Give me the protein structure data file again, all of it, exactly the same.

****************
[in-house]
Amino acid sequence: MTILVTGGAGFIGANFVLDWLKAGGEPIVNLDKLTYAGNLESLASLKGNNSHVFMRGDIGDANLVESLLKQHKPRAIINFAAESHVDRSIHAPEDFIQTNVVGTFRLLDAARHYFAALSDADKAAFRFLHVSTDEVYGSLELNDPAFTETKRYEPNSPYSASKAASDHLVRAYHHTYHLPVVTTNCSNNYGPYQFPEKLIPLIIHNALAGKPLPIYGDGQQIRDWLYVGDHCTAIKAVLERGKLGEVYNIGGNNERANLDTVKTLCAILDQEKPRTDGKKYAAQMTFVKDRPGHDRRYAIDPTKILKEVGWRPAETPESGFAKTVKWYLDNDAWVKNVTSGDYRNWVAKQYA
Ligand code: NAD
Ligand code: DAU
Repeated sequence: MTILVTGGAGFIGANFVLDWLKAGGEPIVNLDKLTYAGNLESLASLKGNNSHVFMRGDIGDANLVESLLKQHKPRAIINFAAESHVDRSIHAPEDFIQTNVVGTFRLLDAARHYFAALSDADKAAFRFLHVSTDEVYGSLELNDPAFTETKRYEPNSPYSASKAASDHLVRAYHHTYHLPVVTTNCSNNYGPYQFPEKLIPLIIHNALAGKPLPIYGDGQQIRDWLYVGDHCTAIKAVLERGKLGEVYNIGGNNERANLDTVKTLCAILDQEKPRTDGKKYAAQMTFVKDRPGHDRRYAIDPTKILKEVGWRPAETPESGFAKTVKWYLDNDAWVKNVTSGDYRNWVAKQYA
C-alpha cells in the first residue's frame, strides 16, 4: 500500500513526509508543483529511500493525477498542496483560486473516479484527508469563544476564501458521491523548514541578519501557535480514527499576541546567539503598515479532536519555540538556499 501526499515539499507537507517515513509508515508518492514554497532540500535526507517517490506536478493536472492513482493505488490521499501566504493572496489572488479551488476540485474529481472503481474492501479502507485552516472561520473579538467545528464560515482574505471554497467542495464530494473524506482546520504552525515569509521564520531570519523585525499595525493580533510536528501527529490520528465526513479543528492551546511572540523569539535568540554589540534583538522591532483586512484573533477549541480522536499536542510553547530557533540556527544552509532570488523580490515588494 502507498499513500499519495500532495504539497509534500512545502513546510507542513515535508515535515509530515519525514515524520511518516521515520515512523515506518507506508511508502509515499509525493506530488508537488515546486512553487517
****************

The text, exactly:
[in-house]
Amino acid sequence: MTILVTGGAGFIGANFVLDWLKAGGEPIVNLDKLTYAGNLESLASLKGNNSHVFMRGDIGDANLVESLLKQHKPRAIINFAAESHVDRSIHAPEDFIQTNVVGTFRLLDAARHYFAALSDADKAAFRFLHVSTDEVYGSLELNDPAFTETKRYEPNSPYSASKAASDHLVRAYHHTYHLPVVTTNCSNNYGPYQFPEKLIPLIIHNALAGKPLPIYGDGQQIRDWLYVGDHCTAIKAVLERGKLGEVYNIGGNNERANLDTVKTLCAILDQEKPRTDGKKYAAQMTFVKDRPGHDRRYAIDPTKILKEVGWRPAETPESGFAKTVKWYLDNDAWVKNVTSGDYRNWVAKQYA
Ligand code: NAD
Ligand code: DAU
Repeated sequence: MTILVTGGAGFIGANFVLDWLKAGGEPIVNLDKLTYAGNLESLASLKGNNSHVFMRGDIGDANLVESLLKQHKPRAIINFAAESHVDRSIHAPEDFIQTNVVGTFRLLDAARHYFAALSDADKAAFRFLHVSTDEVYGSLELNDPAFTETKRYEPNSPYSASKAASDHLVRAYHHTYHLPVVTTNCSNNYGPYQFPEKLIPLIIHNALAGKPLPIYGDGQQIRDWLYVGDHCTAIKAVLERGKLGEVYNIGGNNERANLDTVKTLCAILDQEKPRTDGKKYAAQMTFVKDRPGHDRRYAIDPTKILKEVGWRPAETPESGFAKTVKWYLDNDAWVKNVTSGDYRNWVAKQYA
C-alpha cells in the first residue's frame, strides 16, 4: 500500500513526509508543483529511500493525477498542496483560486473516479484527508469563544476564501458521491523548514541578519501557535480514527499576541546567539503598515479532536519555540538556499 501526499515539499507537507517515513509508515508518492514554497532540500535526507517517490506536478493536472492513482493505488490521499501566504493572496489572488479551488476540485474529481472503481474492501479502507485552516472561520473579538467545528464560515482574505471554497467542495464530494473524506482546520504552525515569509521564520531570519523585525499595525493580533510536528501527529490520528465526513479543528492551546511572540523569539535568540554589540534583538522591532483586512484573533477549541480522536499536542510553547530557533540556527544552509532570488523580490515588494 502507498499513500499519495500532495504539497509534500512545502513546510507542513515535508515535515509530515519525514515524520511518516521515520515512523515506518507506508511508502509515499509525493506530488508537488515546486512553487517